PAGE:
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Muddy Faces

Seed bombs

A fun way to distribute seeds & green-up neglected areas. This post also addresses responsible seed-bombing.

Growing & Gardens

Introduction

Seed-bombing is hotly debated. Is it livening up waste ground with native plants to support wildlife? Or is it dropping unwanted seeds without permission?

We recommend a less-controversial approach – use seed bombs as a way to green your own space – growing wanted plants on authorised land makes seed-bombing a great activity.


Key Features

  • Age Range All Ages
  • Duration Less than an hour
  • Location Anywhere
  • Season Spring
  • Time of Day Anytime
  • Categories: Growing & Gardens
    Nature

Useful items from our shop

Item available from our shop

Environmental Considerations

Consider the environmental impact of preparing, carrying out & completing this activity. Could this impact be reduced? Specific considerations for this activity could include:

Health & Safety Considerations

Follow your usual operating procedures and carry out appropriate risk benefit assessments.
Some considerations particular to this activity include:

What you'll need

  • compost
  • seeds
  • clay
  • pencil / pointed stick

Jo Phillips



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A note on materials:

Muddy Faces recommends using natural rather than air-drying clay. Air-drying clay usually has nylon fibres in it to help reinforce it when it dries – these can get into the natural environment.
For the same reason we suggest you do not decorate with glitter (as is sometimes suggested), as the small particles are plastic and do not break down naturally.

Step #1

Mix together some garden compost and wildflower seeds.

Step #2

filling a clay pocket with seeds

Add a little water and tightly compact small handfuls into balls.

For a more sturdy ball, roll out some circles of natural clay.

Hold the circle in your hand and mold it into a pocket.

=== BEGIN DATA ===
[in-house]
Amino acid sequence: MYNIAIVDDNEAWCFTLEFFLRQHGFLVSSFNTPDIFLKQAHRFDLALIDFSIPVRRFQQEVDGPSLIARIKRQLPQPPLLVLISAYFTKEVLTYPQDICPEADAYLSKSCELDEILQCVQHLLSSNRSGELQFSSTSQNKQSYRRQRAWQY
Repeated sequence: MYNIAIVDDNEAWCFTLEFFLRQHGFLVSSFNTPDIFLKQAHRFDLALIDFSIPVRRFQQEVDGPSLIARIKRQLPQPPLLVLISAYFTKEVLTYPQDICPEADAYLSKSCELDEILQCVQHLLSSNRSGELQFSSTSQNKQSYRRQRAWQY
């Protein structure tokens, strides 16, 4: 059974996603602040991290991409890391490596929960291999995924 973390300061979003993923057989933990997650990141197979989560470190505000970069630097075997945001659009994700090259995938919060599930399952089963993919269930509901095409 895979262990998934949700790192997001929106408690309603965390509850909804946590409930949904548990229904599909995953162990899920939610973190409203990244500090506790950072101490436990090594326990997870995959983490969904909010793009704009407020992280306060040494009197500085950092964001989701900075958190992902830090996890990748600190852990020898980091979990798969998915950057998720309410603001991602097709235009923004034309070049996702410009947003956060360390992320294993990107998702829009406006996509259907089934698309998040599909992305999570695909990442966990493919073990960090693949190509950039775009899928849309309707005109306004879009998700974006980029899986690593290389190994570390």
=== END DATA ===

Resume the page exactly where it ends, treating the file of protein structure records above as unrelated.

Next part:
Gently fill the clay with the seeds and compost mixture, then mould the whole thing into a ball.

Step #3

Leave the clay balls in the sun to dry.

Step #4

Throw your bombs onto the area you want to seed.

clay balls with patterns scratched into them

Use a stick to scrape patterns into the balls.

Why not use catapults or water bomb launchers to spread your seed bombs?

Take a note, or make a map of where your seed bombs go. Visit in a few weeks to see if anything has grown.


Have a discussion around ‘guerrilla seed-bombing’ (leaving them in places without permission). What are the ethical issues?

On her personal website, artist Keri Smith writes “this week I will be dropping many of these seed bombs on abandoned lots in my town and from that moment on, every time I go downtown and walk by these places and see wildflowers growing I will feel like they are a part of me, (instead of the usual feeling of sadness that comes from seeing places that are abused, laden with garbage and abandoned by the former inhabitants).”

Disclaimer: Muddy Faces cannot take any responsibility for accidents or damage that occurs as a result of following this activity.You are responsible for making sure the activity is conducted safely.

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